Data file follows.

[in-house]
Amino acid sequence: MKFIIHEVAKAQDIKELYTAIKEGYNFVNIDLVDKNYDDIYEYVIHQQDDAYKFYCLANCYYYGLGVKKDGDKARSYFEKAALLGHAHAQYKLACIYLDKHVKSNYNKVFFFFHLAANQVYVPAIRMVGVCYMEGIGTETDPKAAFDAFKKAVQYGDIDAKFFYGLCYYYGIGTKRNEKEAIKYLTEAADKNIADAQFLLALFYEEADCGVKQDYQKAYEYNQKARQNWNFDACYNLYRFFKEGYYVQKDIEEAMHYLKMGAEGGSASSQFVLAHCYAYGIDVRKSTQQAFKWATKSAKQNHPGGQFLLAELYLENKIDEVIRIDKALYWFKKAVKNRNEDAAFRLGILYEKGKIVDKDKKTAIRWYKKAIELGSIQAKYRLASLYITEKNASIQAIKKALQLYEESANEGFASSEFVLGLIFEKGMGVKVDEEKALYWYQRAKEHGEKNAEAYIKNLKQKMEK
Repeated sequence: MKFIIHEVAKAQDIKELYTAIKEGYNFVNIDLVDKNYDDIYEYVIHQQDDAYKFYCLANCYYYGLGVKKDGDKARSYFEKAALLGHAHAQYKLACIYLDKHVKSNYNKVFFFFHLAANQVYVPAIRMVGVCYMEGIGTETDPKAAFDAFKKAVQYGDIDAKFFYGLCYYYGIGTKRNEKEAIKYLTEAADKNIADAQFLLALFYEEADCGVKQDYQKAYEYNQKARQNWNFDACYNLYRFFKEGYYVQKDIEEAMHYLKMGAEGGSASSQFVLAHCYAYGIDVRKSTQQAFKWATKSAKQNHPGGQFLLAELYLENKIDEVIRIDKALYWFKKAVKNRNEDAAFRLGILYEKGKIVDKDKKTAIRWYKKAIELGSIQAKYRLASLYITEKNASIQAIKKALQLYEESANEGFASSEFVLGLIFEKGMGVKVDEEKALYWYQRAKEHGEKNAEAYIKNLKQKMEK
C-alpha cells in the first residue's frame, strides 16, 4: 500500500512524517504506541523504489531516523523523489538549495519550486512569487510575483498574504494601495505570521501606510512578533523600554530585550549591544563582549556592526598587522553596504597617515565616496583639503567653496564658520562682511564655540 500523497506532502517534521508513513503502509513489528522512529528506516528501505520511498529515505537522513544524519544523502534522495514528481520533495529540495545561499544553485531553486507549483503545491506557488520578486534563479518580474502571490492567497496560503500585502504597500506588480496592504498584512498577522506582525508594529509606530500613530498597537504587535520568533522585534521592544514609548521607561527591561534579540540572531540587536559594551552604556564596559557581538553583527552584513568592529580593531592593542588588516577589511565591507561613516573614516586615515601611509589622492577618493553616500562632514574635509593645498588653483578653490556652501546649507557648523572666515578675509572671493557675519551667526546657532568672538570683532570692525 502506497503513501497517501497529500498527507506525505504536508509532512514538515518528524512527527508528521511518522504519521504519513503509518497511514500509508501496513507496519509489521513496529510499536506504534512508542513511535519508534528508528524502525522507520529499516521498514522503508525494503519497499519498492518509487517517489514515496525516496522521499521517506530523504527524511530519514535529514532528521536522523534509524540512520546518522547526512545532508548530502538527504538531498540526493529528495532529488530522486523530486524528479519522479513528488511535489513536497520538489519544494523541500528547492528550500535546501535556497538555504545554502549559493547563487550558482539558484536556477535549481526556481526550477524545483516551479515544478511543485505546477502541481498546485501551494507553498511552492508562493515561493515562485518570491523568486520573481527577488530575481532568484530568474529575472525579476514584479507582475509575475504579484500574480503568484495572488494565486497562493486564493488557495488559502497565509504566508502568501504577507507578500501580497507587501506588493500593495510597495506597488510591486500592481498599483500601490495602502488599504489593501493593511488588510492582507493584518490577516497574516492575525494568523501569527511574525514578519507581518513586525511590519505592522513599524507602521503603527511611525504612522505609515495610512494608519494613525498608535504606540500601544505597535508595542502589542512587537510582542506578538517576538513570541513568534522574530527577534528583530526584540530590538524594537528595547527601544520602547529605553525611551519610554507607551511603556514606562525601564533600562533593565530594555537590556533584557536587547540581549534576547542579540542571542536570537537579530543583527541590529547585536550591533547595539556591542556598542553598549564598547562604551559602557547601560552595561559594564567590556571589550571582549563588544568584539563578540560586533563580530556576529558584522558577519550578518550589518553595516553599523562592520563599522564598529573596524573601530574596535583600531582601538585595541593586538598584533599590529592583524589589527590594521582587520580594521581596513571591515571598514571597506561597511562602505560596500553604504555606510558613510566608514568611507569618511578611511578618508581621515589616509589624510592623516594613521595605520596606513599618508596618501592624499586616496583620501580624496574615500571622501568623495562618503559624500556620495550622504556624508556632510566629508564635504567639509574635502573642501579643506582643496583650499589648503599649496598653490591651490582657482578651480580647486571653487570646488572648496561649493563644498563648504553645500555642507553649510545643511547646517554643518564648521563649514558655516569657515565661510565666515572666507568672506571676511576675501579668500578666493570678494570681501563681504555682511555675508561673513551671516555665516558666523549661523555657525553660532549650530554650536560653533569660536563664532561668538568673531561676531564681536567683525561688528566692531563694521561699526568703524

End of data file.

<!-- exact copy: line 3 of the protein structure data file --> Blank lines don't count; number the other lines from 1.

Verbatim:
Repeated sequence: MKFIIHEVAKAQDIKELYTAIKEGYNFVNIDLVDKNYDDIYEYVIHQQDDAYKFYCLANCYYYGLGVKKDGDKARSYFEKAALLGHAHAQYKLACIYLDKHVKSNYNKVFFFFHLAANQVYVPAIRMVGVCYMEGIGTETDPKAAFDAFKKAVQYGDIDAKFFYGLCYYYGIGTKRNEKEAIKYLTEAADKNIADAQFLLALFYEEADCGVKQDYQKAYEYNQKARQNWNFDACYNLYRFFKEGYYVQKDIEEAMHYLKMGAEGGSASSQFVLAHCYAYGIDVRKSTQQAFKWATKSAKQNHPGGQFLLAELYLENKIDEVIRIDKALYWFKKAVKNRNEDAAFRLGILYEKGKIVDKDKKTAIRWYKKAIELGSIQAKYRLASLYITEKNASIQAIKKALQLYEESANEGFASSEFVLGLIFEKGMGVKVDEEKALYWYQRAKEHGEKNAEAYIKNLKQKMEK